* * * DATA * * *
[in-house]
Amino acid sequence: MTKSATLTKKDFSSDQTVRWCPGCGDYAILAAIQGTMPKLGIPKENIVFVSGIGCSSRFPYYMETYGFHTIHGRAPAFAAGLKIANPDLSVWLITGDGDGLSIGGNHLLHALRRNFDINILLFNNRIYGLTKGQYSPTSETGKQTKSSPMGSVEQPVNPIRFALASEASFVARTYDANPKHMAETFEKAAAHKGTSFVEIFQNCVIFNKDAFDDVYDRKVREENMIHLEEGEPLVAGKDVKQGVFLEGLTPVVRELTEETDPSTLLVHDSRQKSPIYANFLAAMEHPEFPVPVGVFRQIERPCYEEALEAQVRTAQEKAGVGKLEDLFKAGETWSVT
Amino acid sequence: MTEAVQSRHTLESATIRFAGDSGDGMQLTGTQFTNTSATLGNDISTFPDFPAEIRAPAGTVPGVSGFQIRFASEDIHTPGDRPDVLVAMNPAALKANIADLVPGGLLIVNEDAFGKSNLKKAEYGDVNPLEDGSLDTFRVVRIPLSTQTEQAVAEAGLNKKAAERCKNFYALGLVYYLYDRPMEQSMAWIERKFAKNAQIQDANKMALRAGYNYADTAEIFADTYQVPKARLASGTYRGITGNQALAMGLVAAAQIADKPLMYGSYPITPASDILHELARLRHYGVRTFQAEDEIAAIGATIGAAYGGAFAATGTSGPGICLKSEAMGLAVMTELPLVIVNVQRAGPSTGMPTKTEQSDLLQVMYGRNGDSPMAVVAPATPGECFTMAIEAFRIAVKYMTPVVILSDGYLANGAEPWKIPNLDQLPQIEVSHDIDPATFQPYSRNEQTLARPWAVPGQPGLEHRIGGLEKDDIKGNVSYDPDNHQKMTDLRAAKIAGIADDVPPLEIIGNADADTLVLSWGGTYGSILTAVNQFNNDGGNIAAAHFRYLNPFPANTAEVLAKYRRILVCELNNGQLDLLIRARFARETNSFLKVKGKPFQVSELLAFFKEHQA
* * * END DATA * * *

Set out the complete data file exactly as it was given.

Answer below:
[in-house]
Amino acid sequence: MTKSATLTKKDFSSDQTVRWCPGCGDYAILAAIQGTMPKLGIPKENIVFVSGIGCSSRFPYYMETYGFHTIHGRAPAFAAGLKIANPDLSVWLITGDGDGLSIGGNHLLHALRRNFDINILLFNNRIYGLTKGQYSPTSETGKQTKSSPMGSVEQPVNPIRFALASEASFVARTYDANPKHMAETFEKAAAHKGTSFVEIFQNCVIFNKDAFDDVYDRKVREENMIHLEEGEPLVAGKDVKQGVFLEGLTPVVRELTEETDPSTLLVHDSRQKSPIYANFLAAMEHPEFPVPVGVFRQIERPCYEEALEAQVRTAQEKAGVGKLEDLFKAGETWSVT
Amino acid sequence: MTEAVQSRHTLESATIRFAGDSGDGMQLTGTQFTNTSATLGNDISTFPDFPAEIRAPAGTVPGVSGFQIRFASEDIHTPGDRPDVLVAMNPAALKANIADLVPGGLLIVNEDAFGKSNLKKAEYGDVNPLEDGSLDTFRVVRIPLSTQTEQAVAEAGLNKKAAERCKNFYALGLVYYLYDRPMEQSMAWIERKFAKNAQIQDANKMALRAGYNYADTAEIFADTYQVPKARLASGTYRGITGNQALAMGLVAAAQIADKPLMYGSYPITPASDILHELARLRHYGVRTFQAEDEIAAIGATIGAAYGGAFAATGTSGPGICLKSEAMGLAVMTELPLVIVNVQRAGPSTGMPTKTEQSDLLQVMYGRNGDSPMAVVAPATPGECFTMAIEAFRIAVKYMTPVVILSDGYLANGAEPWKIPNLDQLPQIEVSHDIDPATFQPYSRNEQTLARPWAVPGQPGLEHRIGGLEKDDIKGNVSYDPDNHQKMTDLRAAKIAGIADDVPPLEIIGNADADTLVLSWGGTYGSILTAVNQFNNDGGNIAAAHFRYLNPFPANTAEVLAKYRRILVCELNNGQLDLLIRARFARETNSFLKVKGKPFQVSELLAFFKEHQA